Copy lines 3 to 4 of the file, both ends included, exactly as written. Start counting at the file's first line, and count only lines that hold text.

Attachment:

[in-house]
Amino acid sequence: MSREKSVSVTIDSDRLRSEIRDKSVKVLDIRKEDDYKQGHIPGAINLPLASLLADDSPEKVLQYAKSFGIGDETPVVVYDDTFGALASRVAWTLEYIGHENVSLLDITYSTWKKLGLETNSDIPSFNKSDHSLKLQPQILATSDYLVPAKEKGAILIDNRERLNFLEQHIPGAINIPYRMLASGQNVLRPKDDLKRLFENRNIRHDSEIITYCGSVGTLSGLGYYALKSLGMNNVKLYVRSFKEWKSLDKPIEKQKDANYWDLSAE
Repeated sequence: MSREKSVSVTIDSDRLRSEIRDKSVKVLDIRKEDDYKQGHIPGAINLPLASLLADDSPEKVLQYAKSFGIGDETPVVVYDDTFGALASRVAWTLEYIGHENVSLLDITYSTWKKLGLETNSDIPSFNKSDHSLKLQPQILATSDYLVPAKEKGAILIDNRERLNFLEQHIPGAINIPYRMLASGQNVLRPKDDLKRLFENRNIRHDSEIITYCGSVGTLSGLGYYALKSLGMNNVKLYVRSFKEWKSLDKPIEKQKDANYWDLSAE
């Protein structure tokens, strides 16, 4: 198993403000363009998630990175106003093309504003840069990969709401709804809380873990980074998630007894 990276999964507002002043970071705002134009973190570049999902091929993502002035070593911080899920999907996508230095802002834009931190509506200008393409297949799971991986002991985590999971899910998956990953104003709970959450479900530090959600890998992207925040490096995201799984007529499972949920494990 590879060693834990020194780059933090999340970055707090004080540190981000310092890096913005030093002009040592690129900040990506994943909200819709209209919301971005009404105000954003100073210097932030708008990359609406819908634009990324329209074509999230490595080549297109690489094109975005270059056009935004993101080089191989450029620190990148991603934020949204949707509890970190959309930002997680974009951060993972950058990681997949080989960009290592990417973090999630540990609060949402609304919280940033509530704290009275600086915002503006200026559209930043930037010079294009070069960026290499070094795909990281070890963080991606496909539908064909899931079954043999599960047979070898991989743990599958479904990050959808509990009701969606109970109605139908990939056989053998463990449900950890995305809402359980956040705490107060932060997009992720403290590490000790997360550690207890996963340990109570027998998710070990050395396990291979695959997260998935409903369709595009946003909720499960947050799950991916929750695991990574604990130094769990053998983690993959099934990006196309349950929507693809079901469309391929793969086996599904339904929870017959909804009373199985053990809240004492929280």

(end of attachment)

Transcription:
Repeated sequence: MSREKSVSVTIDSDRLRSEIRDKSVKVLDIRKEDDYKQGHIPGAINLPLASLLADDSPEKVLQYAKSFGIGDETPVVVYDDTFGALASRVAWTLEYIGHENVSLLDITYSTWKKLGLETNSDIPSFNKSDHSLKLQPQILATSDYLVPAKEKGAILIDNRERLNFLEQHIPGAINIPYRMLASGQNVLRPKDDLKRLFENRNIRHDSEIITYCGSVGTLSGLGYYALKSLGMNNVKLYVRSFKEWKSLDKPIEKQKDANYWDLSAE
């Protein structure tokens, strides 16, 4: 198993403000363009998630990175106003093309504003840069990969709401709804809380873990980074998630007894 990276999964507002002043970071705002134009973190570049999902091929993502002035070593911080899920999907996508230095802002834009931190509506200008393409297949799971991986002991985590999971899910998956990953104003709970959450479900530090959600890998992207925040490096995201799984007529499972949920494990 590879060693834990020194780059933090999340970055707090004080540190981000310092890096913005030093002009040592690129900040990506994943909200819709209209919301971005009404105000954003100073210097932030708008990359609406819908634009990324329209074509999230490595080549297109690489094109975005270059056009935004993101080089191989450029620190990148991603934020949204949707509890970190959309930002997680974009951060993972950058990681997949080989960009290592990417973090999630540990609060949402609304919280940033509530704290009275600086915002503006200026559209930043930037010079294009070069960026290499070094795909990281070890963080991606496909539908064909899931079954043999599960047979070898991989743990599958479904990050959808509990009701969606109970109605139908990939056989053998463990449900950890995305809402359980956040705490107060932060997009992720403290590490000790997360550690207890996963340990109570027998998710070990050395396990291979695959997260998935409903369709595009946003909720499960947050799950991916929750695991990574604990130094769990053998983690993959099934990006196309349950929507693809079901469309391929793969086996599904339904929870017959909804009373199985053990809240004492929280």